Alma 5:10-15 — LeGand Baker — meaning of hope

Alma 5:10-15 — LeGand Baker — meaning of hope

Alma 5:10-15
10     And now I ask of you on what conditions are they saved? Yea, what grounds had they to hope for salvation? What is the cause of their being loosed from the bands of death, yea, and also the chains of hell?
11     Behold, I can tell you — did not my father Alma believe in the words which were delivered by the mouth of Abinadi? And was he not a holy prophet? Did he not speak the words of God, and my father Alma believe them?
12     And according to his faith there was a mighty change wrought in his heart. Behold I say unto you that this is all true.
13     And behold, he preached the word unto your fathers, and a mighty change was also wrought in their hearts, and they humbled themselves and put their trust in the true and living God. And behold, they were faithful until the end; therefore they were saved.

– – – – – – – – – – – – – – – –

In verses 10 to 13 Alma does two things that are independent, yet they are the same. He answers the question, “on what conditions are they saved?” then he repeats the question differently “what grounds had they to hope for salvation?” The significance of the latter is that he is not using “hope” to suggest uncertainty or just simply wishing really hard. Rather, he uses “hope” to represent their sure knowledge of their ultimate salvation. That usage is demonstrated by his clarification in the next two questions:

“What is the cause of their being loosed from the bands of death, yea, and also

[what was the cause of their being loosed from] the chains of hell?”

Let’s look at what he says first, that is, at his discussion of the conditions on which they were saved. After that, lets examine his use of “hope.”

Alma lays out the conditions of salvation in a simple logical form, with each idea building on, and presupposing the ones that go before it. He does that with rhetorical questions, but the questions do not get in the way of the logic.

ON WHAT CONDITIONS ARE THEY SAVED?

10     And now I ask of you on what conditions are they saved? Yea, what grounds had they to hope for salvation? What is the cause of their being loosed from the bands of death, yea, and also the chains of hell?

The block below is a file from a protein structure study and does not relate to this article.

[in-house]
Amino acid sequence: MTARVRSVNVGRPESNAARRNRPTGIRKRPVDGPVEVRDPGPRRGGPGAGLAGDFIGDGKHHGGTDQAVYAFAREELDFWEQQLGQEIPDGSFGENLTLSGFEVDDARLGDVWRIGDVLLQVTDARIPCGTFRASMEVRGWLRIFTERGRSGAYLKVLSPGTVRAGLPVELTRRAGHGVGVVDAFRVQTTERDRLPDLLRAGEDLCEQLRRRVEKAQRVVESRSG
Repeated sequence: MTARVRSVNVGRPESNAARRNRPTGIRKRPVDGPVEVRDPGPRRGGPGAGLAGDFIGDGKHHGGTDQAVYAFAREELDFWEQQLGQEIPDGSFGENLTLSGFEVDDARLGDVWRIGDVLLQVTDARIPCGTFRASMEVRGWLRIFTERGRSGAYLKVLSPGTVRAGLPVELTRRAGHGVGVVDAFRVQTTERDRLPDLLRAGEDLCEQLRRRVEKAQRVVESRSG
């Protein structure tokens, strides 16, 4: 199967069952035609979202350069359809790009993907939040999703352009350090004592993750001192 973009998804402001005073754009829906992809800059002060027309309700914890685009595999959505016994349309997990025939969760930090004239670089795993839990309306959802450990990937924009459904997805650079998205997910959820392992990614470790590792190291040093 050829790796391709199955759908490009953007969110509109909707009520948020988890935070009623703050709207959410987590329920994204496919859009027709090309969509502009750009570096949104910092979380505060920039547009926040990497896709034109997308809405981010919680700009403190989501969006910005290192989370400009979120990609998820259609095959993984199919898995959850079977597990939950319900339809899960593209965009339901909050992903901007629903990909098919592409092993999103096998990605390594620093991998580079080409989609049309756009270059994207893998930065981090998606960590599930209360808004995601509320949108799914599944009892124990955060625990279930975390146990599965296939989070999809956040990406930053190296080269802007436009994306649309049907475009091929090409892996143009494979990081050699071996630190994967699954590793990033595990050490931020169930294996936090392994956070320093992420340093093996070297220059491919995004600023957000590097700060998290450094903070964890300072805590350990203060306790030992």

11     Behold, I can tell you–did not my father Alma believe in the words which were delivered by the mouth of Abinadi? And was he not a holy prophet? Did he not speak the words of God, and my father Alma believe them?
12     And according to his faith there was a mighty change wrought in his heart. Behold I say unto you that this is all true.
13     And behold, he preached the word unto your fathers, and a mighty change was also wrought in their hearts, and they humbled themselves and put their trust in the true and living God. And behold, they were faithful until the end; therefore they were saved.

Let’s analyze that closely. Alma II begins by describing the conversion of his father Alma I.

1a. my father Alma believe in the words which were delivered by the mouth of Abinadi?

2a. according to his faith [pistis = making and keeping covenants]

3a. there was a mighty change wrought in his heart.

4a. he preached the word unto your fathers [Sharing the gospel is a part of the covenants, and therefore one’s receiving salvation is partly dependent on one’s sharing the gospel.]

Then Alma II repeats the sequence with reference to the fathers of the people in his audience. The sequence is the same, but some of the items are assumed rather than stated.

1b. [The first assumed point is that their parents believed the prophet, Alma I]

2b. [The next is that they made covenants at the waters of Mormon]

3b. a mighty change was also wrought in their hearts,

4b. [their covenant at the waters if Mormon had been that they would support each other and the kingdom. This they did by living the law of consecration in the wilderness, and by trusting God to deliver them from the Lamanites. Alma describes that sequence by saying:] and they humbled themselves and put their trust in the true and living God.